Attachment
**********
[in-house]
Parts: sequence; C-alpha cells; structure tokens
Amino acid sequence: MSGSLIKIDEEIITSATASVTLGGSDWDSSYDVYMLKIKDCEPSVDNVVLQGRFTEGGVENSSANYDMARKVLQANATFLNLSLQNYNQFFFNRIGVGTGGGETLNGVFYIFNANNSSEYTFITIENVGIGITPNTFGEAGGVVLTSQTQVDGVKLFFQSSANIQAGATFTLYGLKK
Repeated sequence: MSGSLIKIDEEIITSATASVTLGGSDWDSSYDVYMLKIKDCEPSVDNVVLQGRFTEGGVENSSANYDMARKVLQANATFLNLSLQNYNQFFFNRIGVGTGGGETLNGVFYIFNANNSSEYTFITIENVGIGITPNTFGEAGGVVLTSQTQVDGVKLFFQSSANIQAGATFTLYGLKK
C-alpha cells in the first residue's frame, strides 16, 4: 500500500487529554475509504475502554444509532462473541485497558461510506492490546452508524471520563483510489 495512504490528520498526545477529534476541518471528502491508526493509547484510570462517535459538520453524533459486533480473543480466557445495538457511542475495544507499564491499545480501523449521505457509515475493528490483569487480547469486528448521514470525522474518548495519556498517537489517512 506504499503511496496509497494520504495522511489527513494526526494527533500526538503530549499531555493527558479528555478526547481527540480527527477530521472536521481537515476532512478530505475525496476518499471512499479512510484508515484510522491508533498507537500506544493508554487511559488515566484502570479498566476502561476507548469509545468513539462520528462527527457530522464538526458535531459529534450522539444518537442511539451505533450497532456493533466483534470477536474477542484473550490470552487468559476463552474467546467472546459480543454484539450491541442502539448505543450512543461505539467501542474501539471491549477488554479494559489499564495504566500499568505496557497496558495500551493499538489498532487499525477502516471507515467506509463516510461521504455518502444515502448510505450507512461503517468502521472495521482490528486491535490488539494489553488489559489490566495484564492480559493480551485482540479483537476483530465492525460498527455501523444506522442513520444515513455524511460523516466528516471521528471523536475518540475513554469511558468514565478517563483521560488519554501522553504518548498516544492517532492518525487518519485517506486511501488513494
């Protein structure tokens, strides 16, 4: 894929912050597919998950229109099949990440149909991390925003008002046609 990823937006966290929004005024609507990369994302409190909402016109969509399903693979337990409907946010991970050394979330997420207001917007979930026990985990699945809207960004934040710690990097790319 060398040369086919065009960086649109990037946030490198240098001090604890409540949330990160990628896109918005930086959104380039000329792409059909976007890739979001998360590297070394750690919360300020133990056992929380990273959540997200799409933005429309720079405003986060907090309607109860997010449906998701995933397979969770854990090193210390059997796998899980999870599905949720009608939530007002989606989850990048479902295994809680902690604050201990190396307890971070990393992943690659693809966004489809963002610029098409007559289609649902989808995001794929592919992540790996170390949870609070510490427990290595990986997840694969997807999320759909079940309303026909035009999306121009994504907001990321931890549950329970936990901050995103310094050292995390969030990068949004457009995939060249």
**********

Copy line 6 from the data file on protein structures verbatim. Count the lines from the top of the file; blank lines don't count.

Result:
């Protein structure tokens, strides 16, 4: 894929912050597919998950229109099949990440149909991390925003008002046609 990823937006966290929004005024609507990369994302409190909402016109969509399903693979337990409907946010991970050394979330997420207001917007979930026990985990699945809207960004934040710690990097790319 060398040369086919065009960086649109990037946030490198240098001090604890409540949330990160990628896109918005930086959104380039000329792409059909976007890739979001998360590297070394750690919360300020133990056992929380990273959540997200799409933005429309720079405003986060907090309607109860997010449906998701995933397979969770854990090193210390059997796998899980999870599905949720009608939530007002989606989850990048479902295994809680902690604050201990190396307890971070990393992943690659693809966004489809963002610029098409007559289609649902989808995001794929592919992540790996170390949870609070510490427990290595990986997840694969997807999320759909079940309303026909035009999306121009994504907001990321931890549950329970936990901050995103310094050292995390969030990068949004457009995939060249």